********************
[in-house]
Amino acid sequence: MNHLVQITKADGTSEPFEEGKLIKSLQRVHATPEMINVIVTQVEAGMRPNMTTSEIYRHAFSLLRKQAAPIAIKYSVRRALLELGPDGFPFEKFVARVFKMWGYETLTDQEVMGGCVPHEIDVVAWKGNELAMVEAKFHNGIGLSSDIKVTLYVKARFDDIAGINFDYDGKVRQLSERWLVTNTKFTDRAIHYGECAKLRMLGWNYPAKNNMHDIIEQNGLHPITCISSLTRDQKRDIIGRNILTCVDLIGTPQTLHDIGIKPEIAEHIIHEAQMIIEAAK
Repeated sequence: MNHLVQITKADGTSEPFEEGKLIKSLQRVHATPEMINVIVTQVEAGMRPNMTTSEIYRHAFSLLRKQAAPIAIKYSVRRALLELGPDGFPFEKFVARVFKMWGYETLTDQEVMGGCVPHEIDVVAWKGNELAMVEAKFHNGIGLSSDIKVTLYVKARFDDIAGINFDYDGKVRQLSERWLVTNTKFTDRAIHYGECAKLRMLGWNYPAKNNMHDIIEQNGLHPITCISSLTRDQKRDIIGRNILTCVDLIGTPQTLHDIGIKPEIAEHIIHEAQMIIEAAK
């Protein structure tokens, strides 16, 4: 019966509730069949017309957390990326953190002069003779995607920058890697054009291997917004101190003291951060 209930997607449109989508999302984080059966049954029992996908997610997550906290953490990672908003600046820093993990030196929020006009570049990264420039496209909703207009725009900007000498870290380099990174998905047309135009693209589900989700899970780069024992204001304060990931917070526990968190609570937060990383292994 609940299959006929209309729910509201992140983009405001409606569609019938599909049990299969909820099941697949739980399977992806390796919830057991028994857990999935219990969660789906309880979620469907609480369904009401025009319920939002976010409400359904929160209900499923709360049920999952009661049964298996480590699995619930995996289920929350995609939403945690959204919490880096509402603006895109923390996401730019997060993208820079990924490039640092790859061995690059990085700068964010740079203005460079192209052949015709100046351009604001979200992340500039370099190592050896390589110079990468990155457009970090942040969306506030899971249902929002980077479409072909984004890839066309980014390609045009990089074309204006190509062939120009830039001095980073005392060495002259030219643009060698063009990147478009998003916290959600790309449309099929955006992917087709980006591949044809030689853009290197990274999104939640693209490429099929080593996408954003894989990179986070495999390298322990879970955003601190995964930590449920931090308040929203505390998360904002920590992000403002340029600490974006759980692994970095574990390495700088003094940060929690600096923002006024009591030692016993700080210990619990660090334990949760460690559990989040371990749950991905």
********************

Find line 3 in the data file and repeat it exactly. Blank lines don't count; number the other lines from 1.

Repeated sequence: MNHLVQITKADGTSEPFEEGKLIKSLQRVHATPEMINVIVTQVEAGMRPNMTTSEIYRHAFSLLRKQAAPIAIKYSVRRALLELGPDGFPFEKFVARVFKMWGYETLTDQEVMGGCVPHEIDVVAWKGNELAMVEAKFHNGIGLSSDIKVTLYVKARFDDIAGINFDYDGKVRQLSERWLVTNTKFTDRAIHYGECAKLRMLGWNYPAKNNMHDIIEQNGLHPITCISSLTRDQKRDIIGRNILTCVDLIGTPQTLHDIGIKPEIAEHIIHEAQMIIEAAK